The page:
Monday, April 12, 2010

398) Kiaochow, China: former German concession (1898-1914)

Kiaochow, China
From Fred Foldvary website

Below are some postage stamps used in the German colony of Kiaochow in China from 1898 to 1914. The first set used German currency, while the second set shows the switch to the Chinese dollars and cents. After viewing the stamps, read on for the story of the only known political jurisdiction in history to use the Henry-George single-tax on land rent. The stamps all have a common ship design which the German Empire used for all its colonies. Note that the postmarks are all from the main city, Tsing-tao. A Chinese beer imported from China still bears the name of that city, which began as a small fishing village and grew into a fine modern city, thanks in large part to the Georgist tax system. Kiaochow serves as a model for all "ships of state," so the ship is an appropriate symbol for the lesson offered by Kiaochow.

Following is a description of Kiaochow adapted from Fred Foldvary's article, "Market-hampering Land Speculation: Fiscal and Monetary Origins and Remedies" in the October 1998 American Journal of Economics and Sociology.

Kiaochow, China, also called Chiaochou and, in German, Kiautschou, and now spelled Jiaoxian, became a German colony in 1898. Its main city was Qingdao (Tsingtao) in Shangdong (formerly Shantung) province. In the German territories obtained during the latter 1800s, development had been accompanied by land speculation. The Imperial Commissioner for Kiaochow, Ludwig Wilhelm Schrameier, was a member of the German Land Reformers. At the founding of the colony in 1898, Schrameier established a land tax of six percent, collecting about half the land rent. The collection of the rent not only served as the source of government revenue, but successfully prevented land speculation while Tsingtao developed into a modern city (Silagi, 1984). The colony was taken over by Japan in 1914, reverting to China in 1922. The legacy of Kiaochow continued in China as Schrameier became a consultant to Sun Yat-sen, whose program of land reform, inspired both from the writings of Henry George and the example of Kiaochow, was passed onto the Nationalists and implemented by Chiang Kai-shek in Taiwan in 1950.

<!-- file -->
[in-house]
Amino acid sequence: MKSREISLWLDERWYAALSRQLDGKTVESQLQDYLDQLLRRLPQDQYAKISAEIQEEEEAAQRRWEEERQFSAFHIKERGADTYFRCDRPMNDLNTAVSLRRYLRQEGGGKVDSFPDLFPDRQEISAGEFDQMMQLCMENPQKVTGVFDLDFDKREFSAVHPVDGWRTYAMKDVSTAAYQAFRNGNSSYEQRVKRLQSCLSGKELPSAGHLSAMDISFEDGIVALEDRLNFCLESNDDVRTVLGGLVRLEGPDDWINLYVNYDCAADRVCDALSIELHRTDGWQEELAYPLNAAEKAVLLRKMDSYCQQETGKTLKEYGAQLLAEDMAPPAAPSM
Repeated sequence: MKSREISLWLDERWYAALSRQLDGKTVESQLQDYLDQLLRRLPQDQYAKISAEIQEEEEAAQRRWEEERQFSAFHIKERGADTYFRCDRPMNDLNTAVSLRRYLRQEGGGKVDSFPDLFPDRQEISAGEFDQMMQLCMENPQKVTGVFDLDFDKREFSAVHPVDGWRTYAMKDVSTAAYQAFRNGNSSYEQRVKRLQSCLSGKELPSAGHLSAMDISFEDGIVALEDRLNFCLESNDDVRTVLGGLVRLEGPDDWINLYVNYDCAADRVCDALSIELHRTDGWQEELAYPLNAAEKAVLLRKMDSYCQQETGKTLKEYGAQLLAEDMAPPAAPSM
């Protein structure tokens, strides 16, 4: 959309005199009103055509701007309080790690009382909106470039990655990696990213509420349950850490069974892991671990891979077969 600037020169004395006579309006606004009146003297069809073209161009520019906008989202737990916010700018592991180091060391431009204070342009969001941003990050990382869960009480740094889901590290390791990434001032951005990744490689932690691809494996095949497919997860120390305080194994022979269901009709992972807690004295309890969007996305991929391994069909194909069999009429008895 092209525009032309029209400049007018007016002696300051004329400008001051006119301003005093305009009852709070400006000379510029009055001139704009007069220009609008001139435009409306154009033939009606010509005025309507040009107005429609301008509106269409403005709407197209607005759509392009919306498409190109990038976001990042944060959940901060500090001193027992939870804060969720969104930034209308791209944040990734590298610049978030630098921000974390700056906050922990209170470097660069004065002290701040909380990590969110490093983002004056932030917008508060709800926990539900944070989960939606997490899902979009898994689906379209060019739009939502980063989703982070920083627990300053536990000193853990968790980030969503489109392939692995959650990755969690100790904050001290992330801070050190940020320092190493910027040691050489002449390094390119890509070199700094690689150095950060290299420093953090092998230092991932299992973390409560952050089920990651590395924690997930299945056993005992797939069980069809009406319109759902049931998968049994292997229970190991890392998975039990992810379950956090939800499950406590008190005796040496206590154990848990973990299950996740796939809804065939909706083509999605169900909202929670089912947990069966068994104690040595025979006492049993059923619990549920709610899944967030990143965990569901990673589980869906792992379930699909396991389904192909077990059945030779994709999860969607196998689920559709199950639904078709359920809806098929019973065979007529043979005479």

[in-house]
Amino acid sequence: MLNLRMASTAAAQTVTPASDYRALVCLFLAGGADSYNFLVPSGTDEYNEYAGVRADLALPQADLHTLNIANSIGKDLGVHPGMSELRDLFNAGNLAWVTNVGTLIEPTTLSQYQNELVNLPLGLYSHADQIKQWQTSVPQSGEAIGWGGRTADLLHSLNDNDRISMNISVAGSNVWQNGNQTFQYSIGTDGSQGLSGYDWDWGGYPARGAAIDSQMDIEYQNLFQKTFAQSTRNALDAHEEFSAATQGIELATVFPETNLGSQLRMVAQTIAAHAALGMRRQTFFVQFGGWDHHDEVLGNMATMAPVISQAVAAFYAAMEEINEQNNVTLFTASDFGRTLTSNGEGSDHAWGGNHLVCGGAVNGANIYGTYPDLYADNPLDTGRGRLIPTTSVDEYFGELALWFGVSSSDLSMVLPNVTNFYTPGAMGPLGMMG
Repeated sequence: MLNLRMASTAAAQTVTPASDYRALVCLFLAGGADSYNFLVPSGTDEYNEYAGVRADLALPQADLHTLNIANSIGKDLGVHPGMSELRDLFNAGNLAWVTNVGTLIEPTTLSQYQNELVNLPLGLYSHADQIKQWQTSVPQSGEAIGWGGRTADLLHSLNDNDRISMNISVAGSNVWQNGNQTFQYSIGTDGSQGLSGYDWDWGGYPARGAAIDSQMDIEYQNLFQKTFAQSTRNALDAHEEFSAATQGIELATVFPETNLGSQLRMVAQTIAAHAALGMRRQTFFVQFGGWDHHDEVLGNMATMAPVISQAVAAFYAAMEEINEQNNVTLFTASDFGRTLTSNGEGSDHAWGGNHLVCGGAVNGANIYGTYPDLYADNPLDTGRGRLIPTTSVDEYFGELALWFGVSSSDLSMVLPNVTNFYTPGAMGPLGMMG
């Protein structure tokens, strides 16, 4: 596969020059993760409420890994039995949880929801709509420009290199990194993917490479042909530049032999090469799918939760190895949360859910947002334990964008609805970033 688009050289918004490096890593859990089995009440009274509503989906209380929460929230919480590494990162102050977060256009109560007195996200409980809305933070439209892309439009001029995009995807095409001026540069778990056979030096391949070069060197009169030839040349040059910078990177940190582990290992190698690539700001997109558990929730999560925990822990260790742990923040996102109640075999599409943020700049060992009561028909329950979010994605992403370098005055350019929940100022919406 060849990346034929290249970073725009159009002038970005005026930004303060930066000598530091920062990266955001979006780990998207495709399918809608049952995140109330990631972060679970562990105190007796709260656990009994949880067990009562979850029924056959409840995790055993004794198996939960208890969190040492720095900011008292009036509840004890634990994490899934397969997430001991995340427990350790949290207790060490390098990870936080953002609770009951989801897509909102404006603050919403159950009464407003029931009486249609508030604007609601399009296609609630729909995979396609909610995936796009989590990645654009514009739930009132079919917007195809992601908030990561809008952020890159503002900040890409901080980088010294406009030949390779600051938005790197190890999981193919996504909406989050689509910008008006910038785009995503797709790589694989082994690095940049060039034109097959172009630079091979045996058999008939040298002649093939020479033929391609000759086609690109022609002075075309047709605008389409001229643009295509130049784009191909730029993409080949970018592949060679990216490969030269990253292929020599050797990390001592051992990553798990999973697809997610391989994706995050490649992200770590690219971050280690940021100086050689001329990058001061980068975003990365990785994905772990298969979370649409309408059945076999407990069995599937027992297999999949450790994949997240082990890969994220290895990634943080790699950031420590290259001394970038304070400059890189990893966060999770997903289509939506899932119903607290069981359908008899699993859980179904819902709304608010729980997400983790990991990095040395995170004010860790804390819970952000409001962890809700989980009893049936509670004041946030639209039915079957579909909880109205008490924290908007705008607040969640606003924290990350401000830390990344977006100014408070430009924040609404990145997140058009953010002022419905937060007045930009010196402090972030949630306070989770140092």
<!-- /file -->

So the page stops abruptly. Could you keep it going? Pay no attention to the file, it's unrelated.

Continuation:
Silagi, Michael. 1984. "Land Reform in Kiaochow, China: From 1898 to 1914 the Menace of Disastrous Land Speculation was Averted by Taxation." Trans. Susan N. Faulkner. American Journal of Economics and Sociology 43 (2) (April): 167-77.

Stamps using German currency (in Fred Foldvary site)

More on Kiaochow here

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